A good crop of favourite vegetables.
GARDENING IN THIS complicated world, simple pleasures become even more important.
One pleasure is that first taste of your own new potatoes, another is those little broad beans without the leather jackets of those from the shops, while a third is the golf ball-sized baby beets and the fourth is a crisp salad that has never tasted chemicals.
It is brilliant when they all come together as a plateful of simple pleasure — as they nearly did at the weekend.
It is a reasonable year for potatoes and the international kidney variety in their rich, seaweed soil are good this year but not exceptional. They have had too much water (yes, it is possible) and not enough sun. Haven’t we all?
The Optica dwarf broad beans have stood up to the fearsome winds and cropped well, as they always do, and an experimental lettuce from Thompson & Morgan is a thing of real beauty.
It has also exhibited the big advantage of not proving attractive to slugs and snails and that is a real bonus this year.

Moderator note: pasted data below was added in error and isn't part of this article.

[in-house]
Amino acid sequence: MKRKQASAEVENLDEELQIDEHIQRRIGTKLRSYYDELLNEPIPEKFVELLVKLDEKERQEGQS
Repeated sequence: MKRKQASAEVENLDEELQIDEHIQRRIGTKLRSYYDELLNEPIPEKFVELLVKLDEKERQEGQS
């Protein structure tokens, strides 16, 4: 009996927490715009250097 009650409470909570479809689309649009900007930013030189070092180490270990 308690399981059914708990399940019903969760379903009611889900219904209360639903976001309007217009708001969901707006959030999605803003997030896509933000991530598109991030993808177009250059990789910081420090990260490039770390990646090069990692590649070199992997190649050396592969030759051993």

It is the first of my T&M trial varieties to come to anything and it has proved mild tasting, large, crisp and not prone to bolt, although that is probably because the greenhouse has only become truly hot on a couple of occasions since the lettuce was planted some weeks ago.
Look out for lettuce number 4992 in the spring 2013 catalogue.
So, what about the other elements of a favourite, simple, home-grown dinner?
Tomatoes should nestle on the lettuce with no fancy balsamic vinegar to 'cook’ it. Lashings of Heinz salad cream is called for.
Sadly, the tomatoes are well behind (the weather, again) but a worthy substitute is Moruno, which can be found in a certain very large store. Runner beans, too, have been devastated in one of the worst-ever years for them I can remember. So, sadly, they too are missing from the platter.
What was also lacking, because I got to the High Street just after my favourite butcher had shut for the day, was flaky, home-cooked ham-off-the-bone but, as they say, one can’t have it all.
It was all rounded off with local, crusty, white bread — I got there before the baker had gone home — butter and the odd glass, or three, of Prosecco.
Sadly, I was not capable of controlling the elements but I would commend the rest to you all.